[env-trinity] Eureka Times Standard 9 8 2010
bwl3 at comcast.net
Wed Sep 8 17:54:02 PDT 2010
Officials approve Klamath water quality package; limits on pollution seen as
key to revitalizing river and its fish
By John Driscoll
State regulators on Tuesday unanimously approved a series of measures meant
to improve the often terrible water quality in the Klamath River.
The State Water Resources Control Board set limits on nutrients, algae and
water temperature over the objection of the owner of four dams on the
Klamath River. Pacificorp argued before the board in Sacramento Tuesday that
the guidelines were unrealistic, unfeasible and based on flawed models.
The regulations -- called Total Maximum Daily Loads, or TMDLs -- were
drafted by the North Coast Regional Water Quality Control Board's staff over
the course of years. They come in response to the federal government's
listing of the river as impaired, because the water is too warm and polluted
for salmon, for swimming and for tribal ceremonial uses.
The river was once the third most productive salmon fishery on the West
Coast, but it is now plagued by overly warm temperatures, huge algae blooms
-- especially in Upper Klamath Lake and in the reservoirs behind
Pacificorp's dams -- and excess sediment.
Regional board water quality engineer Matt St. John said that the TMDLs aim
is to control sources of pollutants and protect cool-water areas, called
thermal refugia, that are important to salmon. Among the measures would be
one to restrict suction dredge mining in the vicinity of these refugia. St.
John said that the plan to address the problems is flexible and based on the
best available science.
The limits are scheduled to be adopted by the U.S. Environmental Protection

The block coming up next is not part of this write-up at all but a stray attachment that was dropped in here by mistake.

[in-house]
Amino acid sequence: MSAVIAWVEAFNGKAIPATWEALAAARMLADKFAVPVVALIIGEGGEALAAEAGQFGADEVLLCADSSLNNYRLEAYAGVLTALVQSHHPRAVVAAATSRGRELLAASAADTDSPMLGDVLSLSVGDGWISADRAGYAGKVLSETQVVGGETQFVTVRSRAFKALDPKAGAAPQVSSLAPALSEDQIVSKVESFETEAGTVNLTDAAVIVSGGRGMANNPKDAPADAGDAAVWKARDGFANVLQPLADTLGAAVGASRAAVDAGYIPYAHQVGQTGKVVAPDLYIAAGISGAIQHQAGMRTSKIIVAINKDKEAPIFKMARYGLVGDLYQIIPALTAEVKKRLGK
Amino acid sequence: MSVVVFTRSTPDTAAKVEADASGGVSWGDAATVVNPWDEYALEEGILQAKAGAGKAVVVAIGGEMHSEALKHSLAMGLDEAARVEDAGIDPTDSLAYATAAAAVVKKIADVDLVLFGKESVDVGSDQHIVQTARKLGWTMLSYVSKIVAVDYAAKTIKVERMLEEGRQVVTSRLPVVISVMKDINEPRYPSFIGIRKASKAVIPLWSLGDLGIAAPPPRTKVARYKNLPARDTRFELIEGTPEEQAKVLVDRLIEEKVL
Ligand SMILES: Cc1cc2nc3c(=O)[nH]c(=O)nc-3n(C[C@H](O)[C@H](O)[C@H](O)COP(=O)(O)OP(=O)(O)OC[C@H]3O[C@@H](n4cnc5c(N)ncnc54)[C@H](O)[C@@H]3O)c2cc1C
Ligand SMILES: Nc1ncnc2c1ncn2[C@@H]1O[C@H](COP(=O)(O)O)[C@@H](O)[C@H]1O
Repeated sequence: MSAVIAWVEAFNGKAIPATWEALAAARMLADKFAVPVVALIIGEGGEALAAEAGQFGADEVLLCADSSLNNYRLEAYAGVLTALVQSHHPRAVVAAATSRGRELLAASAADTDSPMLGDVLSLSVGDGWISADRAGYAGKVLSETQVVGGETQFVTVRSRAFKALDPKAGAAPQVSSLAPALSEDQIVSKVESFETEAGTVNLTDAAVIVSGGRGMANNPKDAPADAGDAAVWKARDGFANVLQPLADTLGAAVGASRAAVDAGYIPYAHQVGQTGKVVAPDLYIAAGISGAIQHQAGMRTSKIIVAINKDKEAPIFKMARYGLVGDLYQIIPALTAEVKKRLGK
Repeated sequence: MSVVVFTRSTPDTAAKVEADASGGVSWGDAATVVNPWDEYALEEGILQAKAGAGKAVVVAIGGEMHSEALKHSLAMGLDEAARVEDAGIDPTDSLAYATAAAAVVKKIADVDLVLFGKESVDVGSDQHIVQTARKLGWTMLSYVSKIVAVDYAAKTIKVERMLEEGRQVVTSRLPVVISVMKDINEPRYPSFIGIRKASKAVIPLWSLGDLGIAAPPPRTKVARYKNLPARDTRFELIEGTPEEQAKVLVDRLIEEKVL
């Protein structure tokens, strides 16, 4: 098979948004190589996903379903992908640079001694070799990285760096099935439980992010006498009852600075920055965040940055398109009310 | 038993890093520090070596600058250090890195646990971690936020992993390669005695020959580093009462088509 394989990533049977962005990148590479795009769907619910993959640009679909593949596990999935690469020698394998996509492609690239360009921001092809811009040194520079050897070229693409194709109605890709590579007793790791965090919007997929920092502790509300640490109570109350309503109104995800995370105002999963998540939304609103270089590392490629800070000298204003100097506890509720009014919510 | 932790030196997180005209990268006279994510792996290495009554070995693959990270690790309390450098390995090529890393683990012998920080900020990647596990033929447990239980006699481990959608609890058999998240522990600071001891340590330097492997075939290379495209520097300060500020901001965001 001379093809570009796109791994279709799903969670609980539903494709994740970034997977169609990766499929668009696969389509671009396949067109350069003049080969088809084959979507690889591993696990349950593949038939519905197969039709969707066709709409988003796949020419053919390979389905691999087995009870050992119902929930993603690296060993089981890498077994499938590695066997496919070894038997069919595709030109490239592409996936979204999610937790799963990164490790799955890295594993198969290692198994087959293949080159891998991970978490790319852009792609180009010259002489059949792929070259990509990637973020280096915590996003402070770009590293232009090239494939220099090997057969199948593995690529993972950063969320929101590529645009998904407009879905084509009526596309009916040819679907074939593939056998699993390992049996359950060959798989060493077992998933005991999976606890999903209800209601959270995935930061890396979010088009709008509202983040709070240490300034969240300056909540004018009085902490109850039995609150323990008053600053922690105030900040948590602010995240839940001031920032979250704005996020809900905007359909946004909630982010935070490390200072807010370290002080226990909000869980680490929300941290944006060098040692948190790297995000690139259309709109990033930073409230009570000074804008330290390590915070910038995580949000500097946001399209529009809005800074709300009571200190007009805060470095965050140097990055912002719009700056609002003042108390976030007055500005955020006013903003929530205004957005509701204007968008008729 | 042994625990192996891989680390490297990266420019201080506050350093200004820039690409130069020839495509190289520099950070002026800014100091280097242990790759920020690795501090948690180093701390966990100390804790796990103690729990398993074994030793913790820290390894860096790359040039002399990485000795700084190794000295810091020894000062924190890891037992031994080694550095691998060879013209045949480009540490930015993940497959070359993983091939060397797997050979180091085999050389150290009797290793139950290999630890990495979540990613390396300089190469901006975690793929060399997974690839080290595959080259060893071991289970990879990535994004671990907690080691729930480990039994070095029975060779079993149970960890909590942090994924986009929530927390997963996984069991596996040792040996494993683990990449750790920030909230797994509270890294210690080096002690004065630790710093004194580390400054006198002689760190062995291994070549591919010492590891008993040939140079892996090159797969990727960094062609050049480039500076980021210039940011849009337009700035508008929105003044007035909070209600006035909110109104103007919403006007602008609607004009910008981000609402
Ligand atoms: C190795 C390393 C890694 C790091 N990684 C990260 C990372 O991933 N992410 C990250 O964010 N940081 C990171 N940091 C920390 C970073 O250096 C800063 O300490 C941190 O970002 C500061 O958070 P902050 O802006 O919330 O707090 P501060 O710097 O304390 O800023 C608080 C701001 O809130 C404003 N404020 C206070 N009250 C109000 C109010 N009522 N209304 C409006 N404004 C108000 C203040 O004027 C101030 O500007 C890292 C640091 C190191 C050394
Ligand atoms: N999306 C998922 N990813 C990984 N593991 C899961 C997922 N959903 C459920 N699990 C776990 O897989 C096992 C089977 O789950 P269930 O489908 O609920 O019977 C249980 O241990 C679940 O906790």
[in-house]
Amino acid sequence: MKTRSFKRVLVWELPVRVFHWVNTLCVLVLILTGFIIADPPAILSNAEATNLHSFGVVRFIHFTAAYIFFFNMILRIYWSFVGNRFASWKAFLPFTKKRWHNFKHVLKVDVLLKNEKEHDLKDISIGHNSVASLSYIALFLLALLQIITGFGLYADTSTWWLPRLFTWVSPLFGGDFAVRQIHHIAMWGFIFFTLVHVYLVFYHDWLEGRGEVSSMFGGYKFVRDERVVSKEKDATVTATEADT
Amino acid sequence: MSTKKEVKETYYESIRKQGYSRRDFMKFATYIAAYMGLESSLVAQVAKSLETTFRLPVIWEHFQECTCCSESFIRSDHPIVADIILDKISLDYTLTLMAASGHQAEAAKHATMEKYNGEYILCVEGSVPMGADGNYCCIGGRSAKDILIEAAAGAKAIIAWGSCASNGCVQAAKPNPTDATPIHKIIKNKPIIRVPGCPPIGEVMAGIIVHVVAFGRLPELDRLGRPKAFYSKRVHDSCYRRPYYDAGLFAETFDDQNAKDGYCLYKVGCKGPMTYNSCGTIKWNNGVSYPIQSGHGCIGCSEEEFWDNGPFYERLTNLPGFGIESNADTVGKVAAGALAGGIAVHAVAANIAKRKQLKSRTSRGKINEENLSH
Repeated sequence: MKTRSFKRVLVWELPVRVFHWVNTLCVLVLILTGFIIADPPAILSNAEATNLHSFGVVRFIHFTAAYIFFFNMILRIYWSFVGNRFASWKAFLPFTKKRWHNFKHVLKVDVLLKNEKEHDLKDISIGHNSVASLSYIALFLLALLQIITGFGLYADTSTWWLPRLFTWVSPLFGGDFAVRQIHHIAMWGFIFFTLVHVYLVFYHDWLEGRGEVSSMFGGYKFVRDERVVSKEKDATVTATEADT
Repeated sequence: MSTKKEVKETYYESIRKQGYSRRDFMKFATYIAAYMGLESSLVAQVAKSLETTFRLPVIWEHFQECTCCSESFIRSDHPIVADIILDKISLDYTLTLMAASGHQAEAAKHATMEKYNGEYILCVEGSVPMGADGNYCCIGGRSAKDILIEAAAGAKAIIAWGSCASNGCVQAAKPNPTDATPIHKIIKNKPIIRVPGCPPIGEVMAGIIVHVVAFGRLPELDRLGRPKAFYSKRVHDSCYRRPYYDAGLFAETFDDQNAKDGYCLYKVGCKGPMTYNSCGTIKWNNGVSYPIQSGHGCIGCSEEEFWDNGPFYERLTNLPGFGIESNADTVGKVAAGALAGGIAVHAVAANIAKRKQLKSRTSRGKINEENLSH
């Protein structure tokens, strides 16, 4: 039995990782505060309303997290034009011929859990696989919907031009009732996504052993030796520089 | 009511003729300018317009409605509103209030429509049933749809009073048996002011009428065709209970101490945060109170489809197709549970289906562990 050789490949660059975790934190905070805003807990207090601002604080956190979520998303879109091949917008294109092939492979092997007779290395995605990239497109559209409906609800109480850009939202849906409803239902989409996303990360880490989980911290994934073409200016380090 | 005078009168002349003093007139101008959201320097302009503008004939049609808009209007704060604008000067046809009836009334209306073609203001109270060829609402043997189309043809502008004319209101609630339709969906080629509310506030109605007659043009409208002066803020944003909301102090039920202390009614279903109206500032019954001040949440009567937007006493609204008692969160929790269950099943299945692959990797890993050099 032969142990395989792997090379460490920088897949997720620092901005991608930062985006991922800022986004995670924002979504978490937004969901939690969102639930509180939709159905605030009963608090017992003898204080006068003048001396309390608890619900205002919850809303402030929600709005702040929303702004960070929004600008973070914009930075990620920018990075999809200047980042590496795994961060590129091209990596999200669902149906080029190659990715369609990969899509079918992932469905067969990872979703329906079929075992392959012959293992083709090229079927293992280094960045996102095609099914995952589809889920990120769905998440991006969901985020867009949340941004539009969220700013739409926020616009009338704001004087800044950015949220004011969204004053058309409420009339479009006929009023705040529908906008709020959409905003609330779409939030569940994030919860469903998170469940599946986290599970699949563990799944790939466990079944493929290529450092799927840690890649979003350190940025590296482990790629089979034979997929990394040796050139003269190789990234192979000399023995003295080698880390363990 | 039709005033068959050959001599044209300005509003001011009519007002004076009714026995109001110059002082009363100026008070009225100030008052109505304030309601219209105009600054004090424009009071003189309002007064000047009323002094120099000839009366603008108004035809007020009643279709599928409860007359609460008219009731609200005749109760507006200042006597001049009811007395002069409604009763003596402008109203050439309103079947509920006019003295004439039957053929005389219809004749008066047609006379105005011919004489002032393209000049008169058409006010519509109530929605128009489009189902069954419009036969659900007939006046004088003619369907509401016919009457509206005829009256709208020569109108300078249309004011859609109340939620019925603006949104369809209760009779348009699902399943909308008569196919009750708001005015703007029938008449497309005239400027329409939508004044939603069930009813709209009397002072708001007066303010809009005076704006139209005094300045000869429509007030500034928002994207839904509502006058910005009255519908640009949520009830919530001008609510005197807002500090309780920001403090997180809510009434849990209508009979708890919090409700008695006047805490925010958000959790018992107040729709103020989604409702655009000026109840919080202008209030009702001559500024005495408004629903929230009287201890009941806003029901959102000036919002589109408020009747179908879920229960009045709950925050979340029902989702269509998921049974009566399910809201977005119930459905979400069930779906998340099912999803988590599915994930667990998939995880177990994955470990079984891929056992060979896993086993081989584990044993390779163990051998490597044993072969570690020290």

Agency at year's end, some 15 years after the Pacific Coast Federation of
Fishermen's Association sued to force the limits to be developed. Pacificorp
and more than two dozen tribes, environmental groups, fishing organizations
and agencies have agreed to remove the four dams should the U.S. Interior
secretary decide it is in the public interest.
Pacificorp counsel Robert Donlan said that the company is fully committed to
the dam removal effort, but objected to the TMDLs as written. He said that
Pacificorp isn't suggesting that the limits be thrown out altogether, but
that they need to be reworked to address what it sees as flawed assumptions.
He said that the board should not rush to complete the TMDLs to meet the EPA
"It is more important that the analysis be completed correctly rather than
quickly," Donlan said.
But Yurok Tribe water quality specialist Ken Fetcho said that the TMDLs are
only one step in restoring a river whose degraded condition has a severe
effect on tribal members and river and coastal communities.
"A restored river will benefit all people and industries that reside in the
Klamath Basin," Fetcho said.
Concerns were raised by Pacificorp and some state board members about how
the TMDL might affect a required water quality certification needed if the
Klamath dam removal agreements fall through and the dams stay in place.
Questions were also raised about the water quality certification that will
be needed if the dams are removed. Language was added toward the end of the
meeting that acknowledged that more analysis may be needed for those
EPA Regional Director Alexis Strauss said that the Klamath River is worthy
of the attention it is getting and that she is optimistic that the efforts
to restore the river will yield results. Strauss said that it will
undoubtedly take decades and a commitment by all parties to stay fully
"I think we're all filled with humility by the task that lies ahead,"
Byron Leydecker, JcT
Chair, Friends of Trinity River
PO Box 2327
Mill Valley, CA 94942-2327
415 383 4810 land/fax
415 519 4810 mobile
<mailto:bwl3 at comcast.net> bwl3 at comcast.net
<mailto:bleydecker at stanfordalumni.org> bleydecker at stanfordalumni.org
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